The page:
Deb, thank you so much for the encouragement! What a nice post. I had read all about your couture wedding gown--wow, what an amazing story. I think it's great that you weren't intimidated, but instead were thrilled and eager to learn about it and work on it. It sounds like the bride was not really aware of what she had stumbled upon, however!

      I don't know if I ever will be expert enough to go into alterations/sewing as a career, but I do enjoy it. I made my younger daughter (age 13) a wonderful floor-length-with-train elf maiden costume for Halloween. It had those long, bell-like sleeves. I like doing costumes because I don't have to worry if things aren't perfect! I don't sew much else since I have 3 girls who live in T shirts and jeans (another reason this prom dress was a big deal). I make quilts and cat beds and things like that, though!

      As for my daughter's dress, I did the zipper replacement as the costumer had suggested, and it worked great. I am going to take pictures a little later today and post them. It looks like something a little unusual is going on around the zipper (lol) but I think it looks better than it would have if I had tried to insert gussets into the back side seams. My daughter is completely happy with it. It seems to fit her quite well (I had to take in the frayed seam, then took in the corresponding seam so the dress wouldn't be crooked, and then added the width back in at the zipper, so I was a little worried that it would end up too big or too small, but it's great) and it gives me such a good feeling to know the seam is secure and sturdy now.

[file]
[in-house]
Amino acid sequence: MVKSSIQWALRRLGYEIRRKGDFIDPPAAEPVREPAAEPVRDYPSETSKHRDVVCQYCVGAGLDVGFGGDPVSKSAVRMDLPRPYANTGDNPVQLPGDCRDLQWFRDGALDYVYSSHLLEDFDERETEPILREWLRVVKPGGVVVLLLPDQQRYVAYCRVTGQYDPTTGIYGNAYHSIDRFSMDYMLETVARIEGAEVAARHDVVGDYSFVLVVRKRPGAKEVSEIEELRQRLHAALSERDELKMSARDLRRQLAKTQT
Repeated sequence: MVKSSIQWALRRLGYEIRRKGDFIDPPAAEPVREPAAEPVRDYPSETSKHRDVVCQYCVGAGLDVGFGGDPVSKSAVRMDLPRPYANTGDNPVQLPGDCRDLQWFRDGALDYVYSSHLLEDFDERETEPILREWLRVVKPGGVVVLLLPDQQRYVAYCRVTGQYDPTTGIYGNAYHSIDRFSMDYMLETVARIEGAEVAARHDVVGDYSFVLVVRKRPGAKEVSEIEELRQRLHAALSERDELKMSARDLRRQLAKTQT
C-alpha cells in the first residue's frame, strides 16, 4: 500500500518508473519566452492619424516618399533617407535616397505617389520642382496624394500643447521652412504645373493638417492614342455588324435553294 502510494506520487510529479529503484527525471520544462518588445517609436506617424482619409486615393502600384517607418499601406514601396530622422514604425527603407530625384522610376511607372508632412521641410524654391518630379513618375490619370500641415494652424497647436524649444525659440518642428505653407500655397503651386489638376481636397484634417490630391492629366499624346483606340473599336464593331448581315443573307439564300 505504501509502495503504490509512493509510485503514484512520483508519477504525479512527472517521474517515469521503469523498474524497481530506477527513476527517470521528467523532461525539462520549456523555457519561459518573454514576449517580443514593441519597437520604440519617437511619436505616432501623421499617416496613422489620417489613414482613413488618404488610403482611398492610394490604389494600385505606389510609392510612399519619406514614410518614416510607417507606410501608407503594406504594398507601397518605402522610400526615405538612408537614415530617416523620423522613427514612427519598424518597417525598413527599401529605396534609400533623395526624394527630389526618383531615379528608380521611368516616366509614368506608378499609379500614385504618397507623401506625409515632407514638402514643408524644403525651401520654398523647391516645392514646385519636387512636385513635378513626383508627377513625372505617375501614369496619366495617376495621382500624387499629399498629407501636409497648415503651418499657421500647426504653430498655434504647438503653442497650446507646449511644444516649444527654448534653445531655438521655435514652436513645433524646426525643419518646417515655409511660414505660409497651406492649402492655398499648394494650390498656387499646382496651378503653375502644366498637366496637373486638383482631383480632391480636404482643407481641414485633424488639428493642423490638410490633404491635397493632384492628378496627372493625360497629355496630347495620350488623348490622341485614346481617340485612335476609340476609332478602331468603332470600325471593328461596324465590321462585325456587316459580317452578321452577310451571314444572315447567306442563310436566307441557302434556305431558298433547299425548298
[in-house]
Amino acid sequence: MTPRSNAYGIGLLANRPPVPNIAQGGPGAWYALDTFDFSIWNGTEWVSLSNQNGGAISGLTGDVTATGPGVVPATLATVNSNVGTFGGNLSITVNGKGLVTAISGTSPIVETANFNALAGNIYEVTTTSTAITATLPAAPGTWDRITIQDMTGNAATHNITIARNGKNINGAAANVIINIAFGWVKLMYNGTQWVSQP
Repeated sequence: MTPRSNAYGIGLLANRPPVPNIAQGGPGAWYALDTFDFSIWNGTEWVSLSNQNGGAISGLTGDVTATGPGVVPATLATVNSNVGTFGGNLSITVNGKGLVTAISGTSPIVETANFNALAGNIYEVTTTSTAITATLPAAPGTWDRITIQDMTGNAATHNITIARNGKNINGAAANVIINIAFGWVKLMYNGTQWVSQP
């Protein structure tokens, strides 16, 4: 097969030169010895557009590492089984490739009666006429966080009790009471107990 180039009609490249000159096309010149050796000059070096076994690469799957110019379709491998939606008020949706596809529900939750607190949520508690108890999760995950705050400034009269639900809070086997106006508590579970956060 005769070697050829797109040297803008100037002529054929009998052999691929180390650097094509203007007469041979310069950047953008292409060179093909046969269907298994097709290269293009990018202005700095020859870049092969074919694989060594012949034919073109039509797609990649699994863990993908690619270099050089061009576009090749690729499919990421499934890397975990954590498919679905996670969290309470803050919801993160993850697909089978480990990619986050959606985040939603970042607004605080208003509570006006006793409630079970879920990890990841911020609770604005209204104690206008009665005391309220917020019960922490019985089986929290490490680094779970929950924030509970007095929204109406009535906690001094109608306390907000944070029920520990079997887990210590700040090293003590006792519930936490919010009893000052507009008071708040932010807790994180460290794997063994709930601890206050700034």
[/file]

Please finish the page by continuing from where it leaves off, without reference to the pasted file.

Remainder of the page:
Anyway pictures are coming, and thanks for writing--and to everyone for their support and encouragement.

      1. Ocrafty1 | | #18

        Congrats on conquering a new challenge!  Don't discount your talents...you know more than you think you do.  When making the 'homey' things that you do, you are using the same techniques that you do in making a formal.  Many of us recently learned that we have been using 'couture techniques' without even knowing it. 

        I'd highly suggest that you invest in Claire Schaffer's "Courture Techniques."   I bought it on eBay for under $25.  There is so much info in there that you can use in any sewing project.  I've learned a lot...and it isn't hard at all.

        Keep asking questions here...and looking in the Archives.  Everyone here is wonderful about helping and giving suggestions...even posting copies of directions for 'how to...'  This site is fantastic for anyone who sews. I check it out nearly every day...and almost always learn something.

        Deb

        1. RockytheScout | | #19

          Thank you for the book suggestion, Deb.

          Okay, so here are some pictures. The first is of the seam before I did anything (can you see why my heart sank?) The next is of the dress on my daughter with the frayed seam trimmed, seam tape added, and seam sewn (smaller), the corresponding other side seam also taken in, and a new zipper added with some extra fabric between it and the dress. It is basted in as you can see. The seams pucker a little but they did before too...I think...